U.S. Currency Auctions estimates that uncirculated $2 bills from 1890 could sell for up to $4,500, and uncirculated bills from nearly every year between 1862 and 1917 for at least $1,000.
The auction site reports that collectors are offering these rates depending on factors such as printing method and location.
a $2 bill from 2003 with a really low serial number was sold at an auction for $2,400. This bill was part of the 2003 series and was sold through Heritage Auction, the biggest auction house for coins and currency in the world.
If you possess an uncirculated 1890 $2 bill with a red seal, it is now valued at $4,500. $2 bills with red seals can sell for $300 to $2,500, while those with brown or blue seals may fetch hundreds.
The $2 bill has a negative reputation due to superstitions and its association with illegal activities like voter bribery.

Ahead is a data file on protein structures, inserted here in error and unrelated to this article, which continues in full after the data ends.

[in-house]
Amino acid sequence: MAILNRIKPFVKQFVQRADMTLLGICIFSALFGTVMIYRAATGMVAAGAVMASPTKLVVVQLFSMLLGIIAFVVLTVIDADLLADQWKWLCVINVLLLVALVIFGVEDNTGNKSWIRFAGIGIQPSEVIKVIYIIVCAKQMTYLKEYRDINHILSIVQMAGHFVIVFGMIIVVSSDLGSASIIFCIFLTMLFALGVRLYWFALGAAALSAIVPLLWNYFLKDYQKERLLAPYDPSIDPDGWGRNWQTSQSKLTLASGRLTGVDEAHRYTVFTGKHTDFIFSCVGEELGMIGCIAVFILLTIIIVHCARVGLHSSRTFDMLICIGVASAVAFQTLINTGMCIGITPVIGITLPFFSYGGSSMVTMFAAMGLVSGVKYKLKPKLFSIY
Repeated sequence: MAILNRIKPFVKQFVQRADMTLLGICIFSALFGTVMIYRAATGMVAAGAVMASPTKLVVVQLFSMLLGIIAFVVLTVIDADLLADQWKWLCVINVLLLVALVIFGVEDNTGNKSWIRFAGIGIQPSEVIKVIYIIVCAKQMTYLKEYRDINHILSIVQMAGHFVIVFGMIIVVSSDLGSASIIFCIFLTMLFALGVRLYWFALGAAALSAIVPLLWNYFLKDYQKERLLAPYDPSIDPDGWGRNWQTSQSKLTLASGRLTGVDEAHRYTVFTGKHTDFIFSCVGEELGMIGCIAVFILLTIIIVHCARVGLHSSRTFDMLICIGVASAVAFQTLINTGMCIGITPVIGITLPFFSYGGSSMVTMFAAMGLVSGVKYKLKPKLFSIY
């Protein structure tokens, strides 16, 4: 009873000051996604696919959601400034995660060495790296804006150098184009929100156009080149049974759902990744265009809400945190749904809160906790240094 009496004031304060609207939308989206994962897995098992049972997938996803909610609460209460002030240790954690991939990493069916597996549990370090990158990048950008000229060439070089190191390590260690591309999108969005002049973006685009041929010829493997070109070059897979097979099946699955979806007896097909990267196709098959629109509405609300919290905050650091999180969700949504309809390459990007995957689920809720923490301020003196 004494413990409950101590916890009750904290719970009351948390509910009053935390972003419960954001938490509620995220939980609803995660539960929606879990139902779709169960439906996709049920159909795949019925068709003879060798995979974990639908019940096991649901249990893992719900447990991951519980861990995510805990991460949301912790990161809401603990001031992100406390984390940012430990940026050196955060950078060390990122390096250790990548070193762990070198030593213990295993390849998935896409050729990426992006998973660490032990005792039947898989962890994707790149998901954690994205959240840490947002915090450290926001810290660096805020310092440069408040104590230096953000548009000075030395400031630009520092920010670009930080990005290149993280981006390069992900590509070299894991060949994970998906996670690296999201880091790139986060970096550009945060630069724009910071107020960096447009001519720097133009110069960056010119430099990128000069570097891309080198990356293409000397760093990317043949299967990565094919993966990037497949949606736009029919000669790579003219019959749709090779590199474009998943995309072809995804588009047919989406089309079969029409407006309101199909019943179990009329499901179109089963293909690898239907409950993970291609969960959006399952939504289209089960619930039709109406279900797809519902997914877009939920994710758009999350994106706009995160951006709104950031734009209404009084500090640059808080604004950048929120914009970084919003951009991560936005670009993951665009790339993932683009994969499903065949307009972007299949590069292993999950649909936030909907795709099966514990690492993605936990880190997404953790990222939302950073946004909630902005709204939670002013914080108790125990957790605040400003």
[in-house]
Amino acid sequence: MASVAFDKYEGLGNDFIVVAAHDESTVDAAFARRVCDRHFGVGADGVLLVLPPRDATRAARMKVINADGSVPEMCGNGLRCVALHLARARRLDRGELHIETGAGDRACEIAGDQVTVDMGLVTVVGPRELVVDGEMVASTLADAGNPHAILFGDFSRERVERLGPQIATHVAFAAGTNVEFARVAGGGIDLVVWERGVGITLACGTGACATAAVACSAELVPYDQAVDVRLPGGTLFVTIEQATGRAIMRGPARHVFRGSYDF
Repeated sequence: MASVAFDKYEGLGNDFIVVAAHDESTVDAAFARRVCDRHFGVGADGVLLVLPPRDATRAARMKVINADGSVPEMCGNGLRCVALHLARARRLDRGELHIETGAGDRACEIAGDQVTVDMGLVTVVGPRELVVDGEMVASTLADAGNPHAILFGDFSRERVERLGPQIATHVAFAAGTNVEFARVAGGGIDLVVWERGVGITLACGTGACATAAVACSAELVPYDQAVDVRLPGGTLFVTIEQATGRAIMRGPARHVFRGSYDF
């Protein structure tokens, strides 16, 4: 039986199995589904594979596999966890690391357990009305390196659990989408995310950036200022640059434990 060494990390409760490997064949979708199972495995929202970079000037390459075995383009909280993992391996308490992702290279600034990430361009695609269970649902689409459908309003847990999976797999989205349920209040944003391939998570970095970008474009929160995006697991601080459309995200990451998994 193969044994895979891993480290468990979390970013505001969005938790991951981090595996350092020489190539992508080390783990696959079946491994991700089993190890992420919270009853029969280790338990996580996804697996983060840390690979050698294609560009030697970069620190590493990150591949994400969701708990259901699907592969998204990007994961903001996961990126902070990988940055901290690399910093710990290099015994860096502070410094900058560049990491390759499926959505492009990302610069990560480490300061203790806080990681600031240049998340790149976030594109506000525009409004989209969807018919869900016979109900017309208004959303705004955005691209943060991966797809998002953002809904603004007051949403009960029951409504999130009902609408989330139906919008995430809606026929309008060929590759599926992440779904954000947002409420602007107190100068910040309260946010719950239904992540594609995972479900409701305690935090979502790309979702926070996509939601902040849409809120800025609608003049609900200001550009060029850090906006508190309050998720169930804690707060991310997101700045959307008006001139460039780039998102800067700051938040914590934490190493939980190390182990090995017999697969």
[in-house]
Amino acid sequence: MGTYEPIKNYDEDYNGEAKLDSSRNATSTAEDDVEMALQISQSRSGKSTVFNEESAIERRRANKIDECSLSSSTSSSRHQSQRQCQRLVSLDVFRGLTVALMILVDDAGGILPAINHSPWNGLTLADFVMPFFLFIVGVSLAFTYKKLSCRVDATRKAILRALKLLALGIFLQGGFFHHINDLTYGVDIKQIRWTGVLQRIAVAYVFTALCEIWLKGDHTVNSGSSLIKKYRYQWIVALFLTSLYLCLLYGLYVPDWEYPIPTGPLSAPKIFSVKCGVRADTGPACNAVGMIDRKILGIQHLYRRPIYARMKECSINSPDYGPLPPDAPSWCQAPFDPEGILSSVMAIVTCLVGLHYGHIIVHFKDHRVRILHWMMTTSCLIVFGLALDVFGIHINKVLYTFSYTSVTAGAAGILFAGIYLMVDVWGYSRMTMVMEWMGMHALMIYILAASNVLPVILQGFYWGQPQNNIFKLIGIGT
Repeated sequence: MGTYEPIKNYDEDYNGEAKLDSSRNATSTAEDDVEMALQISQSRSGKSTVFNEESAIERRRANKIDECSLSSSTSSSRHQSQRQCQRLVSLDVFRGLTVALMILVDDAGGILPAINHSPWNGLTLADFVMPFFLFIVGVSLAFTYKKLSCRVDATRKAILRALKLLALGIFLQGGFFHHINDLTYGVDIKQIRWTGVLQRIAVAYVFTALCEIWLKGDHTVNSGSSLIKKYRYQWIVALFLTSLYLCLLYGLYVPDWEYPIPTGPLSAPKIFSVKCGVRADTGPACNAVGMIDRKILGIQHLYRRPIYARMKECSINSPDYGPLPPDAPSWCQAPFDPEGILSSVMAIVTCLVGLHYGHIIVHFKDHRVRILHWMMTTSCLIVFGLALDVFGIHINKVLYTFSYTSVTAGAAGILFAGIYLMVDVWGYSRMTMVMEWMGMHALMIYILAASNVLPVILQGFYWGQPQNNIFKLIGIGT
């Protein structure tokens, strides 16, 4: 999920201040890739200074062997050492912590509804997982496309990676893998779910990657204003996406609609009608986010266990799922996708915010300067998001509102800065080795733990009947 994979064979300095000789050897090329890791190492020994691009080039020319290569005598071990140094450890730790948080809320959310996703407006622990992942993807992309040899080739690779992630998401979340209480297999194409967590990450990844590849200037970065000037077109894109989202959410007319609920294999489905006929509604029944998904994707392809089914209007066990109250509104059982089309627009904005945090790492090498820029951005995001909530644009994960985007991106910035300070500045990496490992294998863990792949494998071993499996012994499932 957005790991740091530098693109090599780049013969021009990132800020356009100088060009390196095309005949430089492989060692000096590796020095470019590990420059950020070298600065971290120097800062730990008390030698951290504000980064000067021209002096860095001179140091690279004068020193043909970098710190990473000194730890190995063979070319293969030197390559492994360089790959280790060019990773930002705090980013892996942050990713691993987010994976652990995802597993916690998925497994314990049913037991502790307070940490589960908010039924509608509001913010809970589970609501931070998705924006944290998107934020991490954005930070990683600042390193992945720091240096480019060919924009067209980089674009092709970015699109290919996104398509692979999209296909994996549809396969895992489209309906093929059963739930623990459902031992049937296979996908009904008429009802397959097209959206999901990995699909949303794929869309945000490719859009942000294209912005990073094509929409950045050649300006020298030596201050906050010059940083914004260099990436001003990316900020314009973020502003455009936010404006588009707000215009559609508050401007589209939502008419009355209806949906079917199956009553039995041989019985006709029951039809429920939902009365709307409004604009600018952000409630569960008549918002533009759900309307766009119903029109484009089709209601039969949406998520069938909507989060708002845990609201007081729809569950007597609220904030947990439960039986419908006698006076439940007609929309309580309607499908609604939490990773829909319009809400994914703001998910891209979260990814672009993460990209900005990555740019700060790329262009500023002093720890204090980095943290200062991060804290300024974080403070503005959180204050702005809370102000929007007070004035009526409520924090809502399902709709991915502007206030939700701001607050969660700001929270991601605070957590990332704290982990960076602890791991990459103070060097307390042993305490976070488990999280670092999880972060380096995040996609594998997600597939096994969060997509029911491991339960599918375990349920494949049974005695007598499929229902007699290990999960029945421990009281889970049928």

The U.S. Treasury made an attempt to popularize the bill in the early 20th century, but it turned out to be a failure.
In 2017, there were 1.2 billion $2 bills worth $2.4 billion in circulation, according to the U.S. Currency Education Program. Making them uncommon but not rare.
The Federal Reserve reported that in 2022, $2 bills in circulation amounted to 1.5 billion, a small fraction of the total $54.1 billion currency circulated that year.
The bill was reintroduced in 1976 as the United States approached its bicentennial and is still in circulation today. You can checkout more here.